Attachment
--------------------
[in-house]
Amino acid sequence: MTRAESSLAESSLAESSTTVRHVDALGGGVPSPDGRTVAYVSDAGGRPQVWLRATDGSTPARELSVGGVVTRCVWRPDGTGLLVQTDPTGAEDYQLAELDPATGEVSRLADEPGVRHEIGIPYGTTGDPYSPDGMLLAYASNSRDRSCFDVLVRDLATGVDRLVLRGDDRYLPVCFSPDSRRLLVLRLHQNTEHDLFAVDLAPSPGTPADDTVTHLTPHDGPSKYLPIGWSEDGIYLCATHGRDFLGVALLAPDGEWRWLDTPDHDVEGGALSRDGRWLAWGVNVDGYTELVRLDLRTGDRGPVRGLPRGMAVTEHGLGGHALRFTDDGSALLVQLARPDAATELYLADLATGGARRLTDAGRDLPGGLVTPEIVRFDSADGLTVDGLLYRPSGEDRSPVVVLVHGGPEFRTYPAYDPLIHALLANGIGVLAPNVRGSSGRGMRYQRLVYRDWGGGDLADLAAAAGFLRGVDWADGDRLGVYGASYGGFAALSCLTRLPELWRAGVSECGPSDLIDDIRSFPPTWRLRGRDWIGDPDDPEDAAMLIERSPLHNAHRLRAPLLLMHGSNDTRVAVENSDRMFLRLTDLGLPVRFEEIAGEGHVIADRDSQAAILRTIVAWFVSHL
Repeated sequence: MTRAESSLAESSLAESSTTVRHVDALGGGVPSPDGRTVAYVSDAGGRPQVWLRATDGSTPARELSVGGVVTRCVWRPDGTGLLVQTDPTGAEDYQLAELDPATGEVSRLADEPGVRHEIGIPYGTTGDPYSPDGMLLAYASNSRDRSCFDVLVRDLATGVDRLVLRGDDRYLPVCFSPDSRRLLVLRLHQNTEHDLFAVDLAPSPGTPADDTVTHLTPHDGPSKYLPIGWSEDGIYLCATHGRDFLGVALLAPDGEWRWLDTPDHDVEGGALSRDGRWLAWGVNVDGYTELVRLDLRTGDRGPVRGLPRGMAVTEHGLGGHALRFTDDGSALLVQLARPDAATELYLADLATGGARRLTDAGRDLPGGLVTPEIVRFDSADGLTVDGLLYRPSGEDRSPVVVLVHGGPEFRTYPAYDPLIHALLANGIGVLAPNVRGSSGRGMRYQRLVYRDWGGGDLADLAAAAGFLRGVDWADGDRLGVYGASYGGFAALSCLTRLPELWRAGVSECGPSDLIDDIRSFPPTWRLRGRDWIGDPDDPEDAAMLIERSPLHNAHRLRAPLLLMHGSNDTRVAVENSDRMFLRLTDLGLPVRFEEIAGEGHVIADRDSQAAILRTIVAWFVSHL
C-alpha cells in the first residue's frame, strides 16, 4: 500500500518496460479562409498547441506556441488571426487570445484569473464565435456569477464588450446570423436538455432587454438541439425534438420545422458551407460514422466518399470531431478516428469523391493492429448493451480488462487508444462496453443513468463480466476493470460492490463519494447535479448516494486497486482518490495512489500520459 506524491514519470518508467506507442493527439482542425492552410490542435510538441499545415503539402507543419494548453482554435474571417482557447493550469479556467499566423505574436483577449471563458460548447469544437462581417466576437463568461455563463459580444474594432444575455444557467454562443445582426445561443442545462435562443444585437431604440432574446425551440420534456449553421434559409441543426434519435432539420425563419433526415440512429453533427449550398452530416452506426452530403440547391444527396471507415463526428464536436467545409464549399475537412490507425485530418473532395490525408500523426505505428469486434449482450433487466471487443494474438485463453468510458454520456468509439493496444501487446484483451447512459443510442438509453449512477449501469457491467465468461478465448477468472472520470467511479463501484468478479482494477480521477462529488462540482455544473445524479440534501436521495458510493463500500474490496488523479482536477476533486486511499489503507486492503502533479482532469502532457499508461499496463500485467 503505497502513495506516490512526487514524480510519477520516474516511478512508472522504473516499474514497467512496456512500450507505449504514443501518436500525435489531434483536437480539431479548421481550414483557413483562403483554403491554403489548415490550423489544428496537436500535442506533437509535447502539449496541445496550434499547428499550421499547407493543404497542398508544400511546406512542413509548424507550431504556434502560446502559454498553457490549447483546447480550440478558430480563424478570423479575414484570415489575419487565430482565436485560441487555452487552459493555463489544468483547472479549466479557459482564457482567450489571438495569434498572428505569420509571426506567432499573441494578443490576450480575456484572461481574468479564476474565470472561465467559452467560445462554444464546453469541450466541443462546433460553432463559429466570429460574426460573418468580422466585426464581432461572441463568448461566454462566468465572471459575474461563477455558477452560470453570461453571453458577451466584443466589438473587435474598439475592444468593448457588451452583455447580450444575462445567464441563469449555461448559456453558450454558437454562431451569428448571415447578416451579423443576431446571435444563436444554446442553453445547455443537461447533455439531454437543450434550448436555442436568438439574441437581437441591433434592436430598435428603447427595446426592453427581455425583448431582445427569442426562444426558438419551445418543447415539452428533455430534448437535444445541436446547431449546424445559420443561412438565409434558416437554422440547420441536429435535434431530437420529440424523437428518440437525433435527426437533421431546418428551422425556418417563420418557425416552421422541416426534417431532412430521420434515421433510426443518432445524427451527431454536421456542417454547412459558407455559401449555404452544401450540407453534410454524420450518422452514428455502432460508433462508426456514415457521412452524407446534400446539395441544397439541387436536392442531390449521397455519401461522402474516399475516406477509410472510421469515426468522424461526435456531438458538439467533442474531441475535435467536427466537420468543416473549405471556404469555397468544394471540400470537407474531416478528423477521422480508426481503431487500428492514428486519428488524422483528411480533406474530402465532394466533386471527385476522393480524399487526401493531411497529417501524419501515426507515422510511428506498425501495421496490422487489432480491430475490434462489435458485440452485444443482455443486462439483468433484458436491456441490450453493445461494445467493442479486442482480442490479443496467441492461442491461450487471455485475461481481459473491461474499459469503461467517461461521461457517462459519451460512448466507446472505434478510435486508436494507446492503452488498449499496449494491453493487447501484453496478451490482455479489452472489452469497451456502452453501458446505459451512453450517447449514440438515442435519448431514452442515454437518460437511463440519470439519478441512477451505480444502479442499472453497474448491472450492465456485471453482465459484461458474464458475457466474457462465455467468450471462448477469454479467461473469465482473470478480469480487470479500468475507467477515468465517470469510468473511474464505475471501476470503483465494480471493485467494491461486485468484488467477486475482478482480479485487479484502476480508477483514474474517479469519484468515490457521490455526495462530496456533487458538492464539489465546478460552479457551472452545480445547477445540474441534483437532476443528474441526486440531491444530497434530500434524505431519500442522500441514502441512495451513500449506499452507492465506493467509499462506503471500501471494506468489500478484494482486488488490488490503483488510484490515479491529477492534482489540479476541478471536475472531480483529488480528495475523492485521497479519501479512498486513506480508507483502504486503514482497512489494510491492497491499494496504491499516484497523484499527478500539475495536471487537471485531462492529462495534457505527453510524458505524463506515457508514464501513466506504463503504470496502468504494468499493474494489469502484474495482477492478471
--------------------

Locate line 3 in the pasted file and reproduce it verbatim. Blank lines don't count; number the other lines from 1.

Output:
Repeated sequence: MTRAESSLAESSLAESSTTVRHVDALGGGVPSPDGRTVAYVSDAGGRPQVWLRATDGSTPARELSVGGVVTRCVWRPDGTGLLVQTDPTGAEDYQLAELDPATGEVSRLADEPGVRHEIGIPYGTTGDPYSPDGMLLAYASNSRDRSCFDVLVRDLATGVDRLVLRGDDRYLPVCFSPDSRRLLVLRLHQNTEHDLFAVDLAPSPGTPADDTVTHLTPHDGPSKYLPIGWSEDGIYLCATHGRDFLGVALLAPDGEWRWLDTPDHDVEGGALSRDGRWLAWGVNVDGYTELVRLDLRTGDRGPVRGLPRGMAVTEHGLGGHALRFTDDGSALLVQLARPDAATELYLADLATGGARRLTDAGRDLPGGLVTPEIVRFDSADGLTVDGLLYRPSGEDRSPVVVLVHGGPEFRTYPAYDPLIHALLANGIGVLAPNVRGSSGRGMRYQRLVYRDWGGGDLADLAAAAGFLRGVDWADGDRLGVYGASYGGFAALSCLTRLPELWRAGVSECGPSDLIDDIRSFPPTWRLRGRDWIGDPDDPEDAAMLIERSPLHNAHRLRAPLLLMHGSNDTRVAVENSDRMFLRLTDLGLPVRFEEIAGEGHVIADRDSQAAILRTIVAWFVSHL